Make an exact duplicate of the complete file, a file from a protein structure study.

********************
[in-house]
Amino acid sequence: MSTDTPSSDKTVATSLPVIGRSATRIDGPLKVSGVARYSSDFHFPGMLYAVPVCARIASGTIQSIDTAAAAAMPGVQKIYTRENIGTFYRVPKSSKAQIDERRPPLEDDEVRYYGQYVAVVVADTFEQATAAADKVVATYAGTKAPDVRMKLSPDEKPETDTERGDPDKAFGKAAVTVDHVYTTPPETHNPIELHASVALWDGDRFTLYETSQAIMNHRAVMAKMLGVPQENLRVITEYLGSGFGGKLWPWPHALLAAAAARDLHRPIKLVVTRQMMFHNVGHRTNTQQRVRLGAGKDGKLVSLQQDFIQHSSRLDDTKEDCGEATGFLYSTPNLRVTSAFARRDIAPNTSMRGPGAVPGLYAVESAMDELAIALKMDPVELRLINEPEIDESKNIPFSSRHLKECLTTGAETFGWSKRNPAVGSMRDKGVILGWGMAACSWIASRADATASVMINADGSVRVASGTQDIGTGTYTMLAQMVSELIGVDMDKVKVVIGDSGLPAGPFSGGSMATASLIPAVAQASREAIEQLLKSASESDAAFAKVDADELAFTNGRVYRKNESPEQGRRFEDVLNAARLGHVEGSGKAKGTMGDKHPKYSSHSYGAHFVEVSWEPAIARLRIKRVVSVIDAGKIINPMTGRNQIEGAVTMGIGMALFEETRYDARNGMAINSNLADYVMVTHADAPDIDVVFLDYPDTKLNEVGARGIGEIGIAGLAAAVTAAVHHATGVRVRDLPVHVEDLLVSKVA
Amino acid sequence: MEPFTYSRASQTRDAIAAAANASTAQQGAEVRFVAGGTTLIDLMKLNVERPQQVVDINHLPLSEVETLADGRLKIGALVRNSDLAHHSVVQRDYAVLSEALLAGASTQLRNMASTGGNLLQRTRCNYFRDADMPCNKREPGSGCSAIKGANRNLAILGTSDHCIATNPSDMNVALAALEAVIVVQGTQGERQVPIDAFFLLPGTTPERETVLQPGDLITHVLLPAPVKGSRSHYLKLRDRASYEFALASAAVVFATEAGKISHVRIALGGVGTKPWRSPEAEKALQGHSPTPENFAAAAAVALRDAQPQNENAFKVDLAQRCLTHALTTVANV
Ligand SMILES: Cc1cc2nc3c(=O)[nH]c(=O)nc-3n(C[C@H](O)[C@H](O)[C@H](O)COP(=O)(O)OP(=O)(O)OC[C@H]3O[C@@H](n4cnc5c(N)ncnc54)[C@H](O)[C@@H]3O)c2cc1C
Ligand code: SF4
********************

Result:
[in-house]
Amino acid sequence: MSTDTPSSDKTVATSLPVIGRSATRIDGPLKVSGVARYSSDFHFPGMLYAVPVCARIASGTIQSIDTAAAAAMPGVQKIYTRENIGTFYRVPKSSKAQIDERRPPLEDDEVRYYGQYVAVVVADTFEQATAAADKVVATYAGTKAPDVRMKLSPDEKPETDTERGDPDKAFGKAAVTVDHVYTTPPETHNPIELHASVALWDGDRFTLYETSQAIMNHRAVMAKMLGVPQENLRVITEYLGSGFGGKLWPWPHALLAAAAARDLHRPIKLVVTRQMMFHNVGHRTNTQQRVRLGAGKDGKLVSLQQDFIQHSSRLDDTKEDCGEATGFLYSTPNLRVTSAFARRDIAPNTSMRGPGAVPGLYAVESAMDELAIALKMDPVELRLINEPEIDESKNIPFSSRHLKECLTTGAETFGWSKRNPAVGSMRDKGVILGWGMAACSWIASRADATASVMINADGSVRVASGTQDIGTGTYTMLAQMVSELIGVDMDKVKVVIGDSGLPAGPFSGGSMATASLIPAVAQASREAIEQLLKSASESDAAFAKVDADELAFTNGRVYRKNESPEQGRRFEDVLNAARLGHVEGSGKAKGTMGDKHPKYSSHSYGAHFVEVSWEPAIARLRIKRVVSVIDAGKIINPMTGRNQIEGAVTMGIGMALFEETRYDARNGMAINSNLADYVMVTHADAPDIDVVFLDYPDTKLNEVGARGIGEIGIAGLAAAVTAAVHHATGVRVRDLPVHVEDLLVSKVA
Amino acid sequence: MEPFTYSRASQTRDAIAAAANASTAQQGAEVRFVAGGTTLIDLMKLNVERPQQVVDINHLPLSEVETLADGRLKIGALVRNSDLAHHSVVQRDYAVLSEALLAGASTQLRNMASTGGNLLQRTRCNYFRDADMPCNKREPGSGCSAIKGANRNLAILGTSDHCIATNPSDMNVALAALEAVIVVQGTQGERQVPIDAFFLLPGTTPERETVLQPGDLITHVLLPAPVKGSRSHYLKLRDRASYEFALASAAVVFATEAGKISHVRIALGGVGTKPWRSPEAEKALQGHSPTPENFAAAAAVALRDAQPQNENAFKVDLAQRCLTHALTTVANV
Ligand SMILES: Cc1cc2nc3c(=O)[nH]c(=O)nc-3n(C[C@H](O)[C@H](O)[C@H](O)COP(=O)(O)OP(=O)(O)OC[C@H]3O[C@@H](n4cnc5c(N)ncnc54)[C@H](O)[C@@H]3O)c2cc1C
Ligand code: SF4